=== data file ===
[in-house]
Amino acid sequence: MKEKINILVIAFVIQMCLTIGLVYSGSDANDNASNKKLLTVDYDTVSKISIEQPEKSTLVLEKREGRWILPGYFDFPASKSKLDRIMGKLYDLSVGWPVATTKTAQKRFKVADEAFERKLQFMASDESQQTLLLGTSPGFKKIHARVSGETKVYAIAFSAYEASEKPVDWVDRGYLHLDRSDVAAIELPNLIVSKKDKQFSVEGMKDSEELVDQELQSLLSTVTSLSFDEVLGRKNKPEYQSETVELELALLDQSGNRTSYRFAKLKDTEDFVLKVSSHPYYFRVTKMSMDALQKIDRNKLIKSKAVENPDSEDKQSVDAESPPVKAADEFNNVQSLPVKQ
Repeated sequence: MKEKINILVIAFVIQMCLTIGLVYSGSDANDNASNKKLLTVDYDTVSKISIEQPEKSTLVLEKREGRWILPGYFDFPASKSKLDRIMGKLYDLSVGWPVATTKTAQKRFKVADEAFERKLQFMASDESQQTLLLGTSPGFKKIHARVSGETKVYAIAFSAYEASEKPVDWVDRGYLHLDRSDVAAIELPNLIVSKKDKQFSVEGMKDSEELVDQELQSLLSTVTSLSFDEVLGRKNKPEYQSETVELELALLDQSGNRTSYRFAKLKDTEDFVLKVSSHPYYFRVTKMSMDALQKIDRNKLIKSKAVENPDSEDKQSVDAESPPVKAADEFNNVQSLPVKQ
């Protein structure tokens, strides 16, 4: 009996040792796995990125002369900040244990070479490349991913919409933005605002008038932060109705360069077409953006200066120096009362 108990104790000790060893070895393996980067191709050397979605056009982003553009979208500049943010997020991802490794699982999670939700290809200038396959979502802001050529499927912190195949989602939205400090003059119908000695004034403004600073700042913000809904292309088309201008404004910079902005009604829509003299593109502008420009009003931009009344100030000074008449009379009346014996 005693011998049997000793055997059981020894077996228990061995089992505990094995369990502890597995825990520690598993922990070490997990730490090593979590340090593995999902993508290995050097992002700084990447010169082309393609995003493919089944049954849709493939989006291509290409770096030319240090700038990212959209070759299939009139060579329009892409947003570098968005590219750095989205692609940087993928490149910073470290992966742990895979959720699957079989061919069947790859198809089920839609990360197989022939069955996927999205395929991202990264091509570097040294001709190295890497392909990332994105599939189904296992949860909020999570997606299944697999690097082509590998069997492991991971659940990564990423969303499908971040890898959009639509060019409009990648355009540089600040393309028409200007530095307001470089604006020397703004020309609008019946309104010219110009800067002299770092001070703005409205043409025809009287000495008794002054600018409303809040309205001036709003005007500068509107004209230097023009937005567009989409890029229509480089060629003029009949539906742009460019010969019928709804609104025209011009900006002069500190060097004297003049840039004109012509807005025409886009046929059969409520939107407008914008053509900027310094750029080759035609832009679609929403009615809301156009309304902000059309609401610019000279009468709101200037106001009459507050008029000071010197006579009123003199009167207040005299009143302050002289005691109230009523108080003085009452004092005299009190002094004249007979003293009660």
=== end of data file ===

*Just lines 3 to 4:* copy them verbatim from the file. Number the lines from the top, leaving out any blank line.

Repeated sequence: MKEKINILVIAFVIQMCLTIGLVYSGSDANDNASNKKLLTVDYDTVSKISIEQPEKSTLVLEKREGRWILPGYFDFPASKSKLDRIMGKLYDLSVGWPVATTKTAQKRFKVADEAFERKLQFMASDESQQTLLLGTSPGFKKIHARVSGETKVYAIAFSAYEASEKPVDWVDRGYLHLDRSDVAAIELPNLIVSKKDKQFSVEGMKDSEELVDQELQSLLSTVTSLSFDEVLGRKNKPEYQSETVELELALLDQSGNRTSYRFAKLKDTEDFVLKVSSHPYYFRVTKMSMDALQKIDRNKLIKSKAVENPDSEDKQSVDAESPPVKAADEFNNVQSLPVKQ
């Protein structure tokens, strides 16, 4: 009996040792796995990125002369900040244990070479490349991913919409933005605002008038932060109705360069077409953006200066120096009362 108990104790000790060893070895393996980067191709050397979605056009982003553009979208500049943010997020991802490794699982999670939700290809200038396959979502802001050529499927912190195949989602939205400090003059119908000695004034403004600073700042913000809904292309088309201008404004910079902005009604829509003299593109502008420009009003931009009344100030000074008449009379009346014996 005693011998049997000793055997059981020894077996228990061995089992505990094995369990502890597995825990520690598993922990070490997990730490090593979590340090593995999902993508290995050097992002700084990447010169082309393609995003493919089944049954849709493939989006291509290409770096030319240090700038990212959209070759299939009139060579329009892409947003570098968005590219750095989205692609940087993928490149910073470290992966742990895979959720699957079989061919069947790859198809089920839609990360197989022939069955996927999205395929991202990264091509570097040294001709190295890497392909990332994105599939189904296992949860909020999570997606299944697999690097082509590998069997492991991971659940990564990423969303499908971040890898959009639509060019409009990648355009540089600040393309028409200007530095307001470089604006020397703004020309609008019946309104010219110009800067002299770092001070703005409205043409025809009287000495008794002054600018409303809040309205001036709003005007500068509107004209230097023009937005567009989409890029229509480089060629003029009949539906742009460019010969019928709804609104025209011009900006002069500190060097004297003049840039004109012509807005025409886009046929059969409520939107407008914008053509900027310094750029080759035609832009679609929403009615809301156009309304902000059309609401610019000279009468709101200037106001009459507050008029000071010197006579009123003199009167207040005299009143302050002289005691109230009523108080003085009452004092005299009190002094004249007979003293009660």